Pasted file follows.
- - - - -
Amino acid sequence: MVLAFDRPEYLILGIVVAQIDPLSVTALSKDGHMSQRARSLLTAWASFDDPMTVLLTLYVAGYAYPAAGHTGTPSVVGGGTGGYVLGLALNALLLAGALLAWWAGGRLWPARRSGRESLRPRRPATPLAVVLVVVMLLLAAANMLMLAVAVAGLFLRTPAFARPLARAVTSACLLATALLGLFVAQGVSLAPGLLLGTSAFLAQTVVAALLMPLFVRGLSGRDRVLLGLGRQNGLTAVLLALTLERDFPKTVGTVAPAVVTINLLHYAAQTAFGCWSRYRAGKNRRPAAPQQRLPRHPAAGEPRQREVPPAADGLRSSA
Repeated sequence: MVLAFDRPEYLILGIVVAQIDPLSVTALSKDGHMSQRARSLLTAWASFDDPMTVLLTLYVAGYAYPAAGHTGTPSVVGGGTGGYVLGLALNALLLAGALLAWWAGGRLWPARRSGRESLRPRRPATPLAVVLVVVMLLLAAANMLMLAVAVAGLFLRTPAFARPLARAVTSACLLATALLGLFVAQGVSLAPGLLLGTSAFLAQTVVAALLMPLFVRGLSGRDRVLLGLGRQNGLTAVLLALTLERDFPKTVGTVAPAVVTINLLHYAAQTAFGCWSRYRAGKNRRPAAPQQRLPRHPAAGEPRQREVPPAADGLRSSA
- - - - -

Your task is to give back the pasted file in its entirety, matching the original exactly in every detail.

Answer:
Amino acid sequence: MVLAFDRPEYLILGIVVAQIDPLSVTALSKDGHMSQRARSLLTAWASFDDPMTVLLTLYVAGYAYPAAGHTGTPSVVGGGTGGYVLGLALNALLLAGALLAWWAGGRLWPARRSGRESLRPRRPATPLAVVLVVVMLLLAAANMLMLAVAVAGLFLRTPAFARPLARAVTSACLLATALLGLFVAQGVSLAPGLLLGTSAFLAQTVVAALLMPLFVRGLSGRDRVLLGLGRQNGLTAVLLALTLERDFPKTVGTVAPAVVTINLLHYAAQTAFGCWSRYRAGKNRRPAAPQQRLPRHPAAGEPRQREVPPAADGLRSSA
Repeated sequence: MVLAFDRPEYLILGIVVAQIDPLSVTALSKDGHMSQRARSLLTAWASFDDPMTVLLTLYVAGYAYPAAGHTGTPSVVGGGTGGYVLGLALNALLLAGALLAWWAGGRLWPARRSGRESLRPRRPATPLAVVLVVVMLLLAAANMLMLAVAVAGLFLRTPAFARPLARAVTSACLLATALLGLFVAQGVSLAPGLLLGTSAFLAQTVVAALLMPLFVRGLSGRDRVLLGLGRQNGLTAVLLALTLERDFPKTVGTVAPAVVTINLLHYAAQTAFGCWSRYRAGKNRRPAAPQQRLPRHPAAGEPRQREVPPAADGLRSSA